posted by jbelshaw at 10:19 AM on July 27, 2001


Shrub.
posted by thebigpoop at 10:19 AM on July 27, 2001


Jbelshaw: don't know the answer, because I've stopped listening to all the CA power-woe stories and don't have a grip on the details anymore. (I just sit here, in CA, and wait for the lights to go out. Then I lament the fact that I'm not in Austin anymore.)

Methinks it's a combination of things. Dubya definitely has a part in it. Also, Houston-based Reliant Energy is turning into one of the bigger villains in the story. And, Texas just deregulated, but doesn't seem to realize that the same thing could very well happen there. (But probably won't, since Georgie is likely to listen to his Texas Friends' cries for help.)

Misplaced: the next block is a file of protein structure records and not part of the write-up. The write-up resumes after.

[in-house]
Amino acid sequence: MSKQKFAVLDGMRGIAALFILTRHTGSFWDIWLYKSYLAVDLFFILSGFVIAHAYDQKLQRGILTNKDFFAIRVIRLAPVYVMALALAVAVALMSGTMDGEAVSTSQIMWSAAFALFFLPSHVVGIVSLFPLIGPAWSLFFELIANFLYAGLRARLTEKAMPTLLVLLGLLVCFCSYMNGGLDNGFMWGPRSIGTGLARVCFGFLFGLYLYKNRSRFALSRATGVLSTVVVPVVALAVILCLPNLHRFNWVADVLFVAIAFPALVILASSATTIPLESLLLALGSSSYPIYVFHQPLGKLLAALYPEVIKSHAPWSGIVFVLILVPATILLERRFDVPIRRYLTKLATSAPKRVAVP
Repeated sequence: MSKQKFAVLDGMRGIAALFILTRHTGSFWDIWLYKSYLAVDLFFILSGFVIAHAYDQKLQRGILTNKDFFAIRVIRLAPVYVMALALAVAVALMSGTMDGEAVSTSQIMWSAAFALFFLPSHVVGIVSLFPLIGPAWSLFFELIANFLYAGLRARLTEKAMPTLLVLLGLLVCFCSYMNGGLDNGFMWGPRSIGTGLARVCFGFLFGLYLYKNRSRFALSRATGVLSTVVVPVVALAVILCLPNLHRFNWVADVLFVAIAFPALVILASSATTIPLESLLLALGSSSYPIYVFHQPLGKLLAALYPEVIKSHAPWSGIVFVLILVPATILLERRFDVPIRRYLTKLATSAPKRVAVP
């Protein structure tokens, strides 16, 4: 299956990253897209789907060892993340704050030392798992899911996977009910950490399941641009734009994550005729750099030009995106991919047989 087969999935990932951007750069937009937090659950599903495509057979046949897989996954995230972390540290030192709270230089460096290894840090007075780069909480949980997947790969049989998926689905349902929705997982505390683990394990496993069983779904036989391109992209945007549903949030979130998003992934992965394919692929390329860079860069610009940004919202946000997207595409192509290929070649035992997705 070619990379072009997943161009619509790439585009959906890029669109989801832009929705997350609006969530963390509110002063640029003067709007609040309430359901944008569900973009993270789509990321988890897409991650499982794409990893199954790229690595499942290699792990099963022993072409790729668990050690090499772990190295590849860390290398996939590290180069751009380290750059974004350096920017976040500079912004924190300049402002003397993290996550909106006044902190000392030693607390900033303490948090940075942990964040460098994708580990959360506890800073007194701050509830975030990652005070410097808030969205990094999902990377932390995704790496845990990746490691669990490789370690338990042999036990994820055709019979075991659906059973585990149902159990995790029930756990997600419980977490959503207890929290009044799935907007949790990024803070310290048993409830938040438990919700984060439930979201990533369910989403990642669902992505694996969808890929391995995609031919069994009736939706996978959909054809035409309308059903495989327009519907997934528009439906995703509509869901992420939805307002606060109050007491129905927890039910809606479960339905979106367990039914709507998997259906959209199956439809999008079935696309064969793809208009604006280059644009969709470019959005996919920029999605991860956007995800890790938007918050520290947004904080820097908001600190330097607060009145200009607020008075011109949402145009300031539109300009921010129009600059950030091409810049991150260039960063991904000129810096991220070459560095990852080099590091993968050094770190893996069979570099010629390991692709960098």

Maybe there just needs to be a scapegoat. Texas is good for that sort of thing these days. Mostly, I think CA is trying really hard to make it look like someone else's fault. It's easier than admitting that consumption (EVERYWHERE, and especially in TX) is way too high.
posted by mudbug at 10:27 AM on July 27, 2001


While i'm not a big John Kelso fan, I'm not sure where Texas gets the blame for California's energy problems. I live in Austin, btw. I'd like to know why you think its Texas fault, before I give you my opinion on this.

Perhaps it has something to do with the fact that President Bush has not stepped in to help with said energy situation and he was previously the governor of Texas. Some have suggested that if it were Texas having the power problems, he would more readily help out...

That's my guess.
posted by valerie at 10:27 AM on July 27, 2001


valerie: I'm not sure if he would help or not. There isn't really a whole lot he can do. California needs to build power plants.
posted by jbelshaw at 10:29 AM on July 27, 2001


> California needs to build power plants.

California needs to give up air conditioning and night baseball. (And server farms.)
posted by jfuller at 10:36 AM on July 27, 2001